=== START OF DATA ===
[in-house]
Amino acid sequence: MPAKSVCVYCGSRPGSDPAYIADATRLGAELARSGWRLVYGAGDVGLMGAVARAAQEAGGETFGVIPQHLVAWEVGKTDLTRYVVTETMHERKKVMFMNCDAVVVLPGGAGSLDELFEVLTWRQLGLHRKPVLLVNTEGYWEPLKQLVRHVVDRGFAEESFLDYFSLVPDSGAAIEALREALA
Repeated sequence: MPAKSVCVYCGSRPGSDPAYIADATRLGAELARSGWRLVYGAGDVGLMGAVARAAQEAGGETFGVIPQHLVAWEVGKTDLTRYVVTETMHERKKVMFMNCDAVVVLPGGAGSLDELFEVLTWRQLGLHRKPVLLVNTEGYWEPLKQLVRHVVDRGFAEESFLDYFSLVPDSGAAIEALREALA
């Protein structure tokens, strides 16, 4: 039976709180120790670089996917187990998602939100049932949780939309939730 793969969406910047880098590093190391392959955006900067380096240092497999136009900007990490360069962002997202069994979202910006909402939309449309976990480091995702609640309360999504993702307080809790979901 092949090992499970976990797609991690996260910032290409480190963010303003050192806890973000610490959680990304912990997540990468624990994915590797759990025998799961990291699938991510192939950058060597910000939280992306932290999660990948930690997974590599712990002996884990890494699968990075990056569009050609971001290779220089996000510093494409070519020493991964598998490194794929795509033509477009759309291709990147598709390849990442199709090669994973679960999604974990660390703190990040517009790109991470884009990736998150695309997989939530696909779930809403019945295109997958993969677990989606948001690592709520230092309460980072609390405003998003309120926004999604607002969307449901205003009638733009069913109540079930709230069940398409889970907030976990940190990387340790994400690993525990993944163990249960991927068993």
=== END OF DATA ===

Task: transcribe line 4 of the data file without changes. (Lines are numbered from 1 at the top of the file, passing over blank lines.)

């Protein structure tokens, strides 16, 4: 039976709180120790670089996917187990998602939100049932949780939309939730 793969969406910047880098590093190391392959955006900067380096240092497999136009900007990490360069962002997202069994979202910006909402939309449309976990480091995702609640309360999504993702307080809790979901 092949090992499970976990797609991690996260910032290409480190963010303003050192806890973000610490959680990304912990997540990468624990994915590797759990025998799961990291699938991510192939950058060597910000939280992306932290999660990948930690997974590599712990002996884990890494699968990075990056569009050609971001290779220089996000510093494409070519020493991964598998490194794929795509033509477009759309291709990147598709390849990442199709090669994973679960999604974990660390703190990040517009790109991470884009990736998150695309997989939530696909779930809403019945295109997958993969677990989606948001690592709520230092309460980072609390405003998003309120926004999604607002969307449901205003009638733009069913109540079930709230069940398409889970907030976990940190990387340790994400690993525990993944163990249960991927068993």